Passwords to avoid at all costs: Aussies warned of most dangerous for 2023 that can be cracked in seconds
The world’s most popular password remains the deeply insecure numerical phrase of ‘123456’. More than 4.5 million people use the very easily guessed number chain, according to analysis of leaked passwords by global password manager NordPass.
It was the second-most-common password for Australians (tut tut) in the review of 10.9TB of publicly available databases, including those on the darkweb guessed by cybercriminals who can be seeking to infiltrate your online identity and often your finances.
Head of product growth at NordPass Gediminas Brencius told Yahoo Finance Australians who might think they are making their passwords more secure by simply whacking on some extra digits are making a serious mistake.
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“Special characters don’t provide value when a sequence of them is added at the end of a password like “Password123” or when letters are replaced with symbols like “P@ssw0rd”, as automatic password cracking can include such changes and add simple number sequences at the end,” he said.
“Numbers and special characters strengthen the passwords only when they are added randomly.”
Aussies appear to have bucked the numerical-sequence trend (which accounts for almost a third of the world’s most popular passwords). Instead the word ‘banned’ topped our list.
If you have any of the following passwords you should change them immediately.
Australia’s 20 most dangerous passwords for hackers
1. Banned – 2 minutes to crack
2. 123456 – less than a second to crack
3. Admin – less than a second to crack
4. password – less than a second to crack
5. 1234 – less than a second to crack
6. qwerty123 – less than a second to crack
7. 12qwasZX – less than a second to crack
8. 12345 – less than a second to crack
9. 12345678 – less than a second to crack
10. qwerty – less than a second to crack
11. Qwerty123 – less than a second to crack
12. 123456789 – less than a second to crack
13. Starwars29 – 3 seconds to crack
14. welcome11 – 2 seconds to crack
15. ******** – less than a second to crack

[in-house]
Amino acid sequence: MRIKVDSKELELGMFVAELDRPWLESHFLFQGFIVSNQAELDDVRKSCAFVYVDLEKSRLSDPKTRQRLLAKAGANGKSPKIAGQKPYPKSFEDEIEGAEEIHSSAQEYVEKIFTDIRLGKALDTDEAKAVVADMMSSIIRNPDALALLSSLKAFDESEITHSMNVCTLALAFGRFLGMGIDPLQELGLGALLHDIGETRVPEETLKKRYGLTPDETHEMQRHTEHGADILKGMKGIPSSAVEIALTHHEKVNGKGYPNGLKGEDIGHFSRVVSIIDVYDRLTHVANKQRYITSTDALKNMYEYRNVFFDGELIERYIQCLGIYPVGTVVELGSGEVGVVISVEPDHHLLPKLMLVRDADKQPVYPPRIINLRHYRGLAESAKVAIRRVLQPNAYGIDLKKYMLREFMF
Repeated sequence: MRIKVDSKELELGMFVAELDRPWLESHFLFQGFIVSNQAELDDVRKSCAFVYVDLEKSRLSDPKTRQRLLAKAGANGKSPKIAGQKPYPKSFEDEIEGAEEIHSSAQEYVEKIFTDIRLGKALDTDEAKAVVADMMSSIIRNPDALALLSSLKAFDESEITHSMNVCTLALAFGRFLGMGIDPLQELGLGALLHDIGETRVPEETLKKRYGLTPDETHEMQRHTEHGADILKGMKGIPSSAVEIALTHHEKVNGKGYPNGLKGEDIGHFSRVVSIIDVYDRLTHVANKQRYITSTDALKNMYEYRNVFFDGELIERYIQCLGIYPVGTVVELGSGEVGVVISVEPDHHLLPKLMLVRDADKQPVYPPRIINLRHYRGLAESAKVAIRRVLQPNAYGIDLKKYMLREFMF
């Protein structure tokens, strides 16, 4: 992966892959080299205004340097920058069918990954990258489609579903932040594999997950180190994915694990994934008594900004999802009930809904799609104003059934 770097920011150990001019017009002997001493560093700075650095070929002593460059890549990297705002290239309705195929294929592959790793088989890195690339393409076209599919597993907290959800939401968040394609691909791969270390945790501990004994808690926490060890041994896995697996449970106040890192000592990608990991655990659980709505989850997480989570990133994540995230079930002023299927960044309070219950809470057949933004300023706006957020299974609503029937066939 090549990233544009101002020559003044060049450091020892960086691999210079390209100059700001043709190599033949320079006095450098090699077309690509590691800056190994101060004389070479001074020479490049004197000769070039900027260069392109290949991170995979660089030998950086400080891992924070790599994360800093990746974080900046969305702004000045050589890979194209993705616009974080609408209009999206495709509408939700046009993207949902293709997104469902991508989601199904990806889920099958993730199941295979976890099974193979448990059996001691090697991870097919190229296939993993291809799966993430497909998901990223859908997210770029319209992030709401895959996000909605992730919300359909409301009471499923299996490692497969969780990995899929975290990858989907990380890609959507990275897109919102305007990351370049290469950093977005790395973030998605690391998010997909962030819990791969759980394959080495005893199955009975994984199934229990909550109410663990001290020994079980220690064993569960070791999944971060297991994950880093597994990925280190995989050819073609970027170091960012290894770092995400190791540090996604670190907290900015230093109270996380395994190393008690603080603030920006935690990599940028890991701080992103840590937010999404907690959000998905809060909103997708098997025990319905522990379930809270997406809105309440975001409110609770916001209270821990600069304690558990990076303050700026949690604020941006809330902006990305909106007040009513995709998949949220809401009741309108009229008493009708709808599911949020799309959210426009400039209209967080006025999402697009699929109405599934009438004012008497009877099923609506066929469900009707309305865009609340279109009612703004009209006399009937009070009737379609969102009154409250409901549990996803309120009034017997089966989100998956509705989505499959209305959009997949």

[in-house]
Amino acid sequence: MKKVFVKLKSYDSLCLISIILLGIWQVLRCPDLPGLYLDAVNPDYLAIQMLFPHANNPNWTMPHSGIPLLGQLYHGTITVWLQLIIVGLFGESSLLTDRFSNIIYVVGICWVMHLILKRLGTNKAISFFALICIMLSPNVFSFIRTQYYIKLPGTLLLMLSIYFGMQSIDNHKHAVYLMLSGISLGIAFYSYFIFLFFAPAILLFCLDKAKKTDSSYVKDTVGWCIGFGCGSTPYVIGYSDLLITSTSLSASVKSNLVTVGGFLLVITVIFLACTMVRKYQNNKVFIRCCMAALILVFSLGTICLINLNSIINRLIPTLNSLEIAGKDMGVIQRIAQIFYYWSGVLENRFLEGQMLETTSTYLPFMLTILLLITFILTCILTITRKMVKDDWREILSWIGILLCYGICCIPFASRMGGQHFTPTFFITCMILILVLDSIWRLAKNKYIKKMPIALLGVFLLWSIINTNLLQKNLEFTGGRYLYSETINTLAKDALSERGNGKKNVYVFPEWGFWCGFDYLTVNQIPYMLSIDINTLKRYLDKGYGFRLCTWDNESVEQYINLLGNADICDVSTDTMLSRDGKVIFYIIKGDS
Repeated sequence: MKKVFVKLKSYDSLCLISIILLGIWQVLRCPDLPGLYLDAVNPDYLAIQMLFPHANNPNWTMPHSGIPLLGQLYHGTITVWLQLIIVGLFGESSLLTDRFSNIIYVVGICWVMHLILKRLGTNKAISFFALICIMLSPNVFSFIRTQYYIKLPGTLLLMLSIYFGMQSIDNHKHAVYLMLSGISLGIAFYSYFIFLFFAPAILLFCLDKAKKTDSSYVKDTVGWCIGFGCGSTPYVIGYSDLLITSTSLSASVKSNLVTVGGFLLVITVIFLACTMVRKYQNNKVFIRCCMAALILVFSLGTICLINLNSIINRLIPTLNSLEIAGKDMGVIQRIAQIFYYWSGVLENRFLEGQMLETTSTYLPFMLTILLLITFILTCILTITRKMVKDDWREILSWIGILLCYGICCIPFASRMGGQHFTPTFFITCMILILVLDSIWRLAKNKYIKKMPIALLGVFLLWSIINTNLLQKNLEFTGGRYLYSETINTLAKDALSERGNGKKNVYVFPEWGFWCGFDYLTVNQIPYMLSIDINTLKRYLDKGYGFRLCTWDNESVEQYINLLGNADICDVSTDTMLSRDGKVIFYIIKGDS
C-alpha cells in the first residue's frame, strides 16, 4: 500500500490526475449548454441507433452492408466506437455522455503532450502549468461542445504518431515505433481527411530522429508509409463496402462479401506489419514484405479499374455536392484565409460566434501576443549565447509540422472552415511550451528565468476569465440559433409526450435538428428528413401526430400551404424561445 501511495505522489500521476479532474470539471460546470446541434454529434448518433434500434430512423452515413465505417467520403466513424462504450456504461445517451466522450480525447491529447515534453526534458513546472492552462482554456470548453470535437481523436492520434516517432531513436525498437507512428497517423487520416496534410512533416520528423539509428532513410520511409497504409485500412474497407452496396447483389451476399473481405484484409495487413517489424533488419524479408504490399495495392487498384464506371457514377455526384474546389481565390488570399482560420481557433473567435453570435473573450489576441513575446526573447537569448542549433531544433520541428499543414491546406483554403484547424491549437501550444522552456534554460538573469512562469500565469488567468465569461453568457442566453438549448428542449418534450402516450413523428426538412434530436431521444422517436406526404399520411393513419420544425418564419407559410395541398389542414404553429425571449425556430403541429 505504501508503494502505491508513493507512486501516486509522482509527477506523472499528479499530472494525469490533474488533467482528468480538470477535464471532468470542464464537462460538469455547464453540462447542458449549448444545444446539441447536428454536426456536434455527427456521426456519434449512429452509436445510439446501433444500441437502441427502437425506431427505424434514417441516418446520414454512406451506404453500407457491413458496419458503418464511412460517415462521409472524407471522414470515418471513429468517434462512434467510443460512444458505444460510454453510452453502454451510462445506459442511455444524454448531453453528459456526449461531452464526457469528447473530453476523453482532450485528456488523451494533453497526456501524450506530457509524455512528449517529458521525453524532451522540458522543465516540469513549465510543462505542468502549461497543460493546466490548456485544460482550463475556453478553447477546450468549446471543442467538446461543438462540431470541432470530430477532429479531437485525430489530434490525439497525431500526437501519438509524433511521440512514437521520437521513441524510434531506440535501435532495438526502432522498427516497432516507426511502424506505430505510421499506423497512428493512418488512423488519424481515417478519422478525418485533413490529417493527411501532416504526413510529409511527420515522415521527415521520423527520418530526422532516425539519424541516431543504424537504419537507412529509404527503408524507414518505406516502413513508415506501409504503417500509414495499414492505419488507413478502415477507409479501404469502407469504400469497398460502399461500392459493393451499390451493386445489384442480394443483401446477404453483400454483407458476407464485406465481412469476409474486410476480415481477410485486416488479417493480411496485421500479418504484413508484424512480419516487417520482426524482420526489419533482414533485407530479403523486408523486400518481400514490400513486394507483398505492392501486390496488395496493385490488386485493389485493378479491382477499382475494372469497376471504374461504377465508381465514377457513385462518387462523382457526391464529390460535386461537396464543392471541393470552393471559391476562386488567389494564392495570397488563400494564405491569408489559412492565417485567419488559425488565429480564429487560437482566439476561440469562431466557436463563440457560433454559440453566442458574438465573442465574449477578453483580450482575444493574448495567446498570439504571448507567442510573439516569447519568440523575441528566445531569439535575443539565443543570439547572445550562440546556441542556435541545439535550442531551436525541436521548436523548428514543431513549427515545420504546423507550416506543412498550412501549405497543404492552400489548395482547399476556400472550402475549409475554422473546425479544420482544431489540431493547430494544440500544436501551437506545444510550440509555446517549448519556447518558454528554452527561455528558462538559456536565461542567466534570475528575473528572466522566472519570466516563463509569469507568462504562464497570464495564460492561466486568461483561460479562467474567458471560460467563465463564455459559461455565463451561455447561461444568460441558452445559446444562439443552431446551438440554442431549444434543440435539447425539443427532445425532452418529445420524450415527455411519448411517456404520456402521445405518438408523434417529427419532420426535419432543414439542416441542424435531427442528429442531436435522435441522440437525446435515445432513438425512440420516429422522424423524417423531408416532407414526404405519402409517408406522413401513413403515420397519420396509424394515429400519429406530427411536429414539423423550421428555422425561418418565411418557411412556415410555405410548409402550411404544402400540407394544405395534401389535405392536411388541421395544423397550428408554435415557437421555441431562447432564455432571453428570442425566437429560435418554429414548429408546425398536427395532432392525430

16. Deadman01 – one minute to crack
17. Password1 – less than a second to crack
18. 111111 – less than a second to crack
19. Password – less than a second to crack
20. Abc123 – less than a second to crack
Brencius said to have the most secure password you should use a random one “consisting of at least 20 characters, including uppercase, lowercase letters, as well as symbols and numbers”.
He said passphrases – basically a sentence all mashed up together which is longer and sometimes easier for people to remember – are more secure than a simple word but only because “they create a longer password”.
“In general, just like passwords, passphrases can be very secure or not secure at all. It completely depends on the specifics of the passphrase chosen. If done properly, a passphrase has the potential to be plenty secure,” he said.
The least-secure passwords for Australians appeared to be used for streaming services – likely because they were generally shared with others – while financial services tended to have the highest password strength.
This is good considering scams cost Aussies a record $3.1 billion last year.
The annual Cyber Threat Report alarmingly revealed this week that there is a cybercrime reported in Australia every six minutes, but the true number is feared to be much higher.
Australians are a big target for cybercriminals given our wealth and high number of internet users.
The Australian Signals Directorate received 94,000 reports of cybercrimes over the past year, a 23 per cent jump from last year. Business email compromise cost the average victim $39,000.
Interesting password facts
The average user has 100 different passwords
18 per cent of items for sale on the dark web are online accounts with emails and passwords
86 per cent of web app attacks use stolen credentials
24 billion credentials have been breached since 2016
How to make a safe password
Use complex passwords: Your password should be at least 20 characters long and include a mix of uppercase and lowercase letters, numbers, and special symbols. Avoid using easily guessable information like birthdays, names, or common words.
Never reuse passwords: Do not fall into the trap of using the same password across multiple sites or services. If one account gets compromised, all your accounts could be at risk.
Check your passwords: Take the time to regularly assess your password health. Identify weak, old, or reused passwords and improve with new and complex ones for a safer online experience.
Use a password manager: Generate and store complex and unique passwords for each of your accounts with the help of a password manager. The tools can generate, retrieve and store complex passwords for you. Check out an explainer on six different options here.
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